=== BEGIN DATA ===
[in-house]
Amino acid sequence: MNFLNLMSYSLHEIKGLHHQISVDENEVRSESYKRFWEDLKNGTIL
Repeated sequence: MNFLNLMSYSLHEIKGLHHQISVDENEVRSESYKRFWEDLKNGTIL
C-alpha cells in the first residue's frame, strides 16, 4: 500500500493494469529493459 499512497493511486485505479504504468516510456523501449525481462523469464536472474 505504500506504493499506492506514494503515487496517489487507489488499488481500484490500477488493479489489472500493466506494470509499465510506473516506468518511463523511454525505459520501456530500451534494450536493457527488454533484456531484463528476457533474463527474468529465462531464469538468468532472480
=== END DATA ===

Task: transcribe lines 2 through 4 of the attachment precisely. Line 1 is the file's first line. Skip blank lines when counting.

Amino acid sequence: MNFLNLMSYSLHEIKGLHHQISVDENEVRSESYKRFWEDLKNGTIL
Repeated sequence: MNFLNLMSYSLHEIKGLHHQISVDENEVRSESYKRFWEDLKNGTIL
C-alpha cells in the first residue's frame, strides 16, 4: 500500500493494469529493459 499512497493511486485505479504504468516510456523501449525481462523469464536472474 505504500506504493499506492506514494503515487496517489487507489488499488481500484490500477488493479489489472500493466506494470509499465510506473516506468518511463523511454525505459520501456530500451534494450536493457527488454533484456531484463528476457533474463527474468529465462531464469538468468532472480